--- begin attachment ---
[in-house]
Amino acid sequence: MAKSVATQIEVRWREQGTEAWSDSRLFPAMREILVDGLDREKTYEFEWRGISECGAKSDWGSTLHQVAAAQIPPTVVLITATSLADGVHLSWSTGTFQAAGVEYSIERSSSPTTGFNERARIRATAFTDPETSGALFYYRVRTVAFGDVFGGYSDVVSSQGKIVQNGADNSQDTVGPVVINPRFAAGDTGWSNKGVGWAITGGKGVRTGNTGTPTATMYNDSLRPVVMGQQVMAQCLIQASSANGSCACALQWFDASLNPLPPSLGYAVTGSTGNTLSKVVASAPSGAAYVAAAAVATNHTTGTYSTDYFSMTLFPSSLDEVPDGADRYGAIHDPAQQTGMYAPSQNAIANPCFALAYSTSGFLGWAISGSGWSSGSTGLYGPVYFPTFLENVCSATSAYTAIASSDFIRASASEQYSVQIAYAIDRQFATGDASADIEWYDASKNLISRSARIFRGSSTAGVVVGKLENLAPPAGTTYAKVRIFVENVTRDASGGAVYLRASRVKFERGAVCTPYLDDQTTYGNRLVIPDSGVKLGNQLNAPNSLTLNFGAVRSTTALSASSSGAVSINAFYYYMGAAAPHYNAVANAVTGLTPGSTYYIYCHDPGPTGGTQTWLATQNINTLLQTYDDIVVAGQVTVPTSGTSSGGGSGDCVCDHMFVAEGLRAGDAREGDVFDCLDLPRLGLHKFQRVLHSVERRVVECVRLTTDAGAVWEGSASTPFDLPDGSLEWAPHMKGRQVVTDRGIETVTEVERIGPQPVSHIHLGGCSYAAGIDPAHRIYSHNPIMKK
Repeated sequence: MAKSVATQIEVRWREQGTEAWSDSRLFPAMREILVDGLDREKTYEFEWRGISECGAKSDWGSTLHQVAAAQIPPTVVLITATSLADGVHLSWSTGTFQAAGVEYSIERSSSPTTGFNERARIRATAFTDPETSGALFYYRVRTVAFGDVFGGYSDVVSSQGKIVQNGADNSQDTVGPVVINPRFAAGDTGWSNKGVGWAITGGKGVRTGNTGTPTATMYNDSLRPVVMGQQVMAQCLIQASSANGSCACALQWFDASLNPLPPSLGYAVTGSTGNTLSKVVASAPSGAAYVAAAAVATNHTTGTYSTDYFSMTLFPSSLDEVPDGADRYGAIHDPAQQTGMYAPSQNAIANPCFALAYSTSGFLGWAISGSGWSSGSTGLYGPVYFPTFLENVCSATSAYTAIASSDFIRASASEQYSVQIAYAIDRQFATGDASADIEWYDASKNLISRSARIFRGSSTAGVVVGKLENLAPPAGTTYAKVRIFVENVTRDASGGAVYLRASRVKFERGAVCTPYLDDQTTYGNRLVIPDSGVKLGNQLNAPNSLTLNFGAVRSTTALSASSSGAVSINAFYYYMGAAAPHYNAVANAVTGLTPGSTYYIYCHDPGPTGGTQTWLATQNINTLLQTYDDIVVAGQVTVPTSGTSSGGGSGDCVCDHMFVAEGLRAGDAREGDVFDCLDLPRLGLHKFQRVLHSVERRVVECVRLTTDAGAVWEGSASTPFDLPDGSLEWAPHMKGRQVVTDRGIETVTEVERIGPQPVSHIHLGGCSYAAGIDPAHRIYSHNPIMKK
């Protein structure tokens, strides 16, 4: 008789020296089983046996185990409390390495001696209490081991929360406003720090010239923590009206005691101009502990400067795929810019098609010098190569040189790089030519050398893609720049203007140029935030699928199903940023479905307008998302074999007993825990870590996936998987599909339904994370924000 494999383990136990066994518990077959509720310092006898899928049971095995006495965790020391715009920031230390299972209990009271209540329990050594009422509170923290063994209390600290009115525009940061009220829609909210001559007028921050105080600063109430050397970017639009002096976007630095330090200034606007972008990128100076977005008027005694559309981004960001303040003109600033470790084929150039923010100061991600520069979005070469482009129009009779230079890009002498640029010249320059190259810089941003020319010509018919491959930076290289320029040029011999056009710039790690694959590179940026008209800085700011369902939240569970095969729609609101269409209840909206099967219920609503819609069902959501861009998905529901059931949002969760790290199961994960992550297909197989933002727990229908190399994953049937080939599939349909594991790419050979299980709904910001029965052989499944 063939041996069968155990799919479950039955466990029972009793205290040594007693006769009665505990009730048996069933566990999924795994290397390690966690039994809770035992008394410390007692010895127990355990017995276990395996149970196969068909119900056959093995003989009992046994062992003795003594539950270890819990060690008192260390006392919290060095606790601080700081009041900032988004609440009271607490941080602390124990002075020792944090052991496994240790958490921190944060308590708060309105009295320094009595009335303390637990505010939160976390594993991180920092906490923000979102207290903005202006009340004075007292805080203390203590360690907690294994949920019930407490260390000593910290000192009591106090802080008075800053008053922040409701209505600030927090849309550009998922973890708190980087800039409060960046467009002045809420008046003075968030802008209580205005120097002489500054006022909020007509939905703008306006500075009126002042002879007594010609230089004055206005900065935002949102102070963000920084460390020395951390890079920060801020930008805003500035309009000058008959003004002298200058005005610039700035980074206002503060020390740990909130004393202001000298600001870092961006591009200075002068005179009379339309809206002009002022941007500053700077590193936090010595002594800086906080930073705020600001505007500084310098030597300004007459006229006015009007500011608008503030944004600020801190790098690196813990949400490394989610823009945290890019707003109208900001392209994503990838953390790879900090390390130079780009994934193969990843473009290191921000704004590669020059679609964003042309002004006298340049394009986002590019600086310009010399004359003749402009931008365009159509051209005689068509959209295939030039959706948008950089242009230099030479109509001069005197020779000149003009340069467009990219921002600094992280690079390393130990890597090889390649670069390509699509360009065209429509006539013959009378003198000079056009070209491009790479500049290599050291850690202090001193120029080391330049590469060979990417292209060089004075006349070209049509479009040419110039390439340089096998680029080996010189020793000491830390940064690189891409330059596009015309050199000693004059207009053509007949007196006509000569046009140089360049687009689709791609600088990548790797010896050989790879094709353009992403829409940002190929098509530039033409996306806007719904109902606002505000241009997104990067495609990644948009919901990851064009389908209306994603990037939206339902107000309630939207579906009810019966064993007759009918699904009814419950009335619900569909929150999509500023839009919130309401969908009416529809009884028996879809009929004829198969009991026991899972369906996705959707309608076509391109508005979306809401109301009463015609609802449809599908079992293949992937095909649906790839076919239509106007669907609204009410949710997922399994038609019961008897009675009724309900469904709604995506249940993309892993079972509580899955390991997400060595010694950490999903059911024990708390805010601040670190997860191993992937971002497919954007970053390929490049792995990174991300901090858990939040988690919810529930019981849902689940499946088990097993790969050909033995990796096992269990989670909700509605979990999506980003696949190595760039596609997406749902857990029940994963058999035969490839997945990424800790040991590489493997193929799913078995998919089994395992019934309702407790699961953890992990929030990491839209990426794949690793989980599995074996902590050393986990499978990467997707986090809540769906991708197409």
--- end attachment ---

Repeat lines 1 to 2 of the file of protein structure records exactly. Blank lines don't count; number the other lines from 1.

[in-house]
Amino acid sequence: MAKSVATQIEVRWREQGTEAWSDSRLFPAMREILVDGLDREKTYEFEWRGISECGAKSDWGSTLHQVAAAQIPPTVVLITATSLADGVHLSWSTGTFQAAGVEYSIERSSSPTTGFNERARIRATAFTDPETSGALFYYRVRTVAFGDVFGGYSDVVSSQGKIVQNGADNSQDTVGPVVINPRFAAGDTGWSNKGVGWAITGGKGVRTGNTGTPTATMYNDSLRPVVMGQQVMAQCLIQASSANGSCACALQWFDASLNPLPPSLGYAVTGSTGNTLSKVVASAPSGAAYVAAAAVATNHTTGTYSTDYFSMTLFPSSLDEVPDGADRYGAIHDPAQQTGMYAPSQNAIANPCFALAYSTSGFLGWAISGSGWSSGSTGLYGPVYFPTFLENVCSATSAYTAIASSDFIRASASEQYSVQIAYAIDRQFATGDASADIEWYDASKNLISRSARIFRGSSTAGVVVGKLENLAPPAGTTYAKVRIFVENVTRDASGGAVYLRASRVKFERGAVCTPYLDDQTTYGNRLVIPDSGVKLGNQLNAPNSLTLNFGAVRSTTALSASSSGAVSINAFYYYMGAAAPHYNAVANAVTGLTPGSTYYIYCHDPGPTGGTQTWLATQNINTLLQTYDDIVVAGQVTVPTSGTSSGGGSGDCVCDHMFVAEGLRAGDAREGDVFDCLDLPRLGLHKFQRVLHSVERRVVECVRLTTDAGAVWEGSASTPFDLPDGSLEWAPHMKGRQVVTDRGIETVTEVERIGPQPVSHIHLGGCSYAAGIDPAHRIYSHNPIMKK